Obtaining Legal Protection from an Abuser in South Carolina
Sometimes a marriage or other live-in relationship can go from bad to worse, fast. If you feel unsafe in your home, or fear that your partner or spouse’s anger may become violent, don’t wait to become a victim before seeking help. Read on to learn about ways that the legal system can protect you from violence in South Carolina, and contact us for a consultation if you feel unsafe.
Types of Protecting Orders
In South Carolina, there are two different means by which a court can shield you from an abusive person: an order of protection, or a restraining order. An order of protection will grant you a legal means of protecting yourself from someone who lives in your home, who used to live in your home, or with whom you have a child, whereas a restraining order offers protection from someone who does not live with you, including someone who may be stalking you or otherwise making you feel threatened. This post will focus on Orders of Protection from domestic partners or former domestic partners.
When Can I File a Petition for an Order of Protection?
Orders of protection can be obtained against a spouse or former spouse, persons who share a child, or someone with whom you live or used to live. You do not have to have already been the victim of physical violence in order to receive an order of protection; the threat of physical harm is sufficient.
How Does the Process for Obtaining an Order of Protection work?
In order to obtain an order, you should go to the Family Court clerk in the county where the abuse occurred, the county where you live, the county where the abusive person lives, or the county where you and the abuser last lived together. The clerk will provide the paperwork you will need to complete, which can be filed without payment of a fee. The court will then schedule a hearing. If you feel that it is an emergency situation, you may request that the hearing occur within 24 hours. The court will then serve the notice of the petition and hearing for an order of protection on the abusive person, who will have a right to attend the hearing.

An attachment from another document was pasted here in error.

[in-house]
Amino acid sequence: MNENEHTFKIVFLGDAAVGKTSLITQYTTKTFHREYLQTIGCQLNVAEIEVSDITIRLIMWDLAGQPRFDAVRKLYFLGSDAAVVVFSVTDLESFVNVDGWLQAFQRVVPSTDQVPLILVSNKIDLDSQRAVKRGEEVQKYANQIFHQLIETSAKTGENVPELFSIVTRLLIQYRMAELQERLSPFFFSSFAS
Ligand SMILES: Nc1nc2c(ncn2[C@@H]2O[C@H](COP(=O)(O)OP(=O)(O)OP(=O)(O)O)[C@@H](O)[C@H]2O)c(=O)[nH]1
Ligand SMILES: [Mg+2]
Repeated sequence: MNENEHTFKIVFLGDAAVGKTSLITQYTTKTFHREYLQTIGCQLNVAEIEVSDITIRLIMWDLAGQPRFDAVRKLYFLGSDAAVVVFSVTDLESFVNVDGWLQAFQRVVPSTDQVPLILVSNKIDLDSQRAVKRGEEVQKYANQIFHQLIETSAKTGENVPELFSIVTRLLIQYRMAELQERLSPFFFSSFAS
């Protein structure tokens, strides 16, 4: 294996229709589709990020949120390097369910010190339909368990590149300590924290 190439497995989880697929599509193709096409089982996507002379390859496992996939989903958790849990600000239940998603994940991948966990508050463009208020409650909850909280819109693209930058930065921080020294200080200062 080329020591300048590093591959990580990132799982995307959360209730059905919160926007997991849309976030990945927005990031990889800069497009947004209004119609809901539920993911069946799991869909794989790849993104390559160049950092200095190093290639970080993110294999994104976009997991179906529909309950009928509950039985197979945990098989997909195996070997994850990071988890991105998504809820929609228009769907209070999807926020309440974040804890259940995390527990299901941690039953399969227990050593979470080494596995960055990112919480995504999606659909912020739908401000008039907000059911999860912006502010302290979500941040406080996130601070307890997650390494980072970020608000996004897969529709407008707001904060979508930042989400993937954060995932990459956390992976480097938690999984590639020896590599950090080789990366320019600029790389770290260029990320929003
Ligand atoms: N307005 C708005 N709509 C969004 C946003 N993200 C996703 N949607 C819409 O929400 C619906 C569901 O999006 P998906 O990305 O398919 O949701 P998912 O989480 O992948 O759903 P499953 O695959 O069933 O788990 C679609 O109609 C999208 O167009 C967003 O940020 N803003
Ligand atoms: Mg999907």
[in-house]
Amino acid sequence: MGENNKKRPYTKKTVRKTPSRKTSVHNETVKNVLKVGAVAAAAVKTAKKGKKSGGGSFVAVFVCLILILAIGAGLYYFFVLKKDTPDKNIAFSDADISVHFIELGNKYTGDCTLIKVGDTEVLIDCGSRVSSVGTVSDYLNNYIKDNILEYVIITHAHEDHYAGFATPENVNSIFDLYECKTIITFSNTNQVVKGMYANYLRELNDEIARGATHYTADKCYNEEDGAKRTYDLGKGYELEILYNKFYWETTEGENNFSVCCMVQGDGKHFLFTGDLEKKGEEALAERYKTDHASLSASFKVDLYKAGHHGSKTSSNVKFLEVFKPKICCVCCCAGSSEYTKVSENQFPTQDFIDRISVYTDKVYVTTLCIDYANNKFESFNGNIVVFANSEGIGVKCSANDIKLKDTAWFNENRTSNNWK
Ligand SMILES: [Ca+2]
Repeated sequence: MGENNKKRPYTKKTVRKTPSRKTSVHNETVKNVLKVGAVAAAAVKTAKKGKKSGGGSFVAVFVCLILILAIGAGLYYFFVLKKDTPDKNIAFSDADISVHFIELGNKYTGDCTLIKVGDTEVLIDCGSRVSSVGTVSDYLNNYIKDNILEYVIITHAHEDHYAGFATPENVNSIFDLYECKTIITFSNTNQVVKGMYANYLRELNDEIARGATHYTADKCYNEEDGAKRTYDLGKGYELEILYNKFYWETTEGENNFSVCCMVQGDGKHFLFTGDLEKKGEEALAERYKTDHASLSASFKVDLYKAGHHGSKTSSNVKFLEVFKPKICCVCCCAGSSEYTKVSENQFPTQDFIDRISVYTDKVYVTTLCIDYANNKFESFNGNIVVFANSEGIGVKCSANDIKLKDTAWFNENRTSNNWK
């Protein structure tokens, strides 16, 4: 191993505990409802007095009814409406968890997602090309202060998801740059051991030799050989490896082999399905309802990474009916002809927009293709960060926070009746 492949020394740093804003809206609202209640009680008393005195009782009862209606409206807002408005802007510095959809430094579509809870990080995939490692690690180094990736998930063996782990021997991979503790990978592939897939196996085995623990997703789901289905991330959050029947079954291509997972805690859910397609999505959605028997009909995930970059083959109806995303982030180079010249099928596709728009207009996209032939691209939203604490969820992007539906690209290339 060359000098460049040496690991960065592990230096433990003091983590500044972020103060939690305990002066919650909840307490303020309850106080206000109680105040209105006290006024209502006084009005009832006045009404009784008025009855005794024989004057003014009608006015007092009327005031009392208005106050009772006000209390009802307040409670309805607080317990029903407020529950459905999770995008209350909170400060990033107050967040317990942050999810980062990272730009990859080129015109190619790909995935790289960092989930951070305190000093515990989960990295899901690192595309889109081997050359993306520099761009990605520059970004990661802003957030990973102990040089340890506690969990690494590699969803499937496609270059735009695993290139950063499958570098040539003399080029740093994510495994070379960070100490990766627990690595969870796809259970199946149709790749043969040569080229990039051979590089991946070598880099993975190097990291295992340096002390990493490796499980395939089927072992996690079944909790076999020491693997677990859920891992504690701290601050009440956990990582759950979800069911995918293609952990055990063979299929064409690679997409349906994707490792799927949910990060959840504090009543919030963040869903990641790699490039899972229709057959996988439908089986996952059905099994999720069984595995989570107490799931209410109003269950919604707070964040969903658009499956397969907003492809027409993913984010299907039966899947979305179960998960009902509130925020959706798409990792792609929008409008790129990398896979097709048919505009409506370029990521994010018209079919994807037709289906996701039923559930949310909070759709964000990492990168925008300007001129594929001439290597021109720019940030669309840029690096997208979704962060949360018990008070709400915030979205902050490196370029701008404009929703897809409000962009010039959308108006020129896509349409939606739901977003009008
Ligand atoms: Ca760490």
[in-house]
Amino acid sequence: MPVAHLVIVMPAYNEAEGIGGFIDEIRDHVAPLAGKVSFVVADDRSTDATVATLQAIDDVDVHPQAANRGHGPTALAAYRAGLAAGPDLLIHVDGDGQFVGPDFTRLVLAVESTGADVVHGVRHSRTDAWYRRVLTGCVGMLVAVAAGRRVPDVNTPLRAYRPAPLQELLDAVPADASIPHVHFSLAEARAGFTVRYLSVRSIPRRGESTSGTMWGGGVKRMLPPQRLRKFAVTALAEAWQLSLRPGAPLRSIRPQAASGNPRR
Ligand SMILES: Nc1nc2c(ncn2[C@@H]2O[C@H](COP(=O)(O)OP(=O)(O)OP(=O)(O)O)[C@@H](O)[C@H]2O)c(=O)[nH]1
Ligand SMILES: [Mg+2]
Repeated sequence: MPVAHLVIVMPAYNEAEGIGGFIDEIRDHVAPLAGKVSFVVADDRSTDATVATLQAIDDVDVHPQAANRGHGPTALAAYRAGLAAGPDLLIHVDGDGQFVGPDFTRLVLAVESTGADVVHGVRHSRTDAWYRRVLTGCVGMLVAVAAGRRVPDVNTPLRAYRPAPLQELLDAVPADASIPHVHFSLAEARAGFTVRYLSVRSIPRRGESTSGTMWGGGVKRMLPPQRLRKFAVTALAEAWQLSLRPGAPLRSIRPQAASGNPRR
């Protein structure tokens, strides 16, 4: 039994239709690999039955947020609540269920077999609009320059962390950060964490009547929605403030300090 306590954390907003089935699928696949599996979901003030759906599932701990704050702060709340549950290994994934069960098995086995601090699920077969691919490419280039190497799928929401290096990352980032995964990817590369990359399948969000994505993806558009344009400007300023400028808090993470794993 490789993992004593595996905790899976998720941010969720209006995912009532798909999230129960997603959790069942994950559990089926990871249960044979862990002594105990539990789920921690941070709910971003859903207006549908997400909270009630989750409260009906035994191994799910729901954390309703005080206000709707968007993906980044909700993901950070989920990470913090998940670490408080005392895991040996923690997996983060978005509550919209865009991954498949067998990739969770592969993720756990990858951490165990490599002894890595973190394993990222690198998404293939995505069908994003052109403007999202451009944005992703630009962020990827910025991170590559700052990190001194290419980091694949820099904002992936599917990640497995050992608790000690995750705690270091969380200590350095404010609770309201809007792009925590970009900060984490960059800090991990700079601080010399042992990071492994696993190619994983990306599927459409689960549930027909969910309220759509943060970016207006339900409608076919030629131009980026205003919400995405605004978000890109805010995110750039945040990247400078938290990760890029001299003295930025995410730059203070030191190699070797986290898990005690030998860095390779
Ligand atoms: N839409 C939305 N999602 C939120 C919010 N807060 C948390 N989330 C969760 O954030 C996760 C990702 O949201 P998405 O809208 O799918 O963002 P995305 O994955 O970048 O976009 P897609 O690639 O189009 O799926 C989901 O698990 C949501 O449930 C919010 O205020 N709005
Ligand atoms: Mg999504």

What Happens at the Hearing?
In order to obtain a final Order of Protection, the court will require you to prove by a preponderance of the evidence (i.e., more likely than not) that the abuser either committed physical harm, assault, bodily injury, or threatened physical harm, or that the abuser committed sexual criminal offenses against the applicant or another member of the household. You may hire an attorney to represent you at this hearing, so that you do not have to prove your case alone. This is especially important in order to ensure the correct forms are filled out and that the proper evidence is presented in court.
What Can the Order of Protection Provide?
If the judge grants your request, the order of protection can include a wide variety of different restrictions on the abuser’s behavior. It can: bar the abuser from having any form of contact with you; keep the abuser from coming to your home, school, or place of work; require that the abuser pay financial support; grant you exclusive access to your home for a period of time; get the sheriff to come and move the abuser’s things out of your home; and it can even require that the abuser pay your attorneys’ fees. If the abuser violates the order, he or she will be subject to fines and potential jail time, depending on the type of violation.
If you or your child are the victim of domestic violence and need legal assistance, contact the experienced and compassionate family lawyers at The Cate Law Firm in Spartanburg, at 864-585-4226.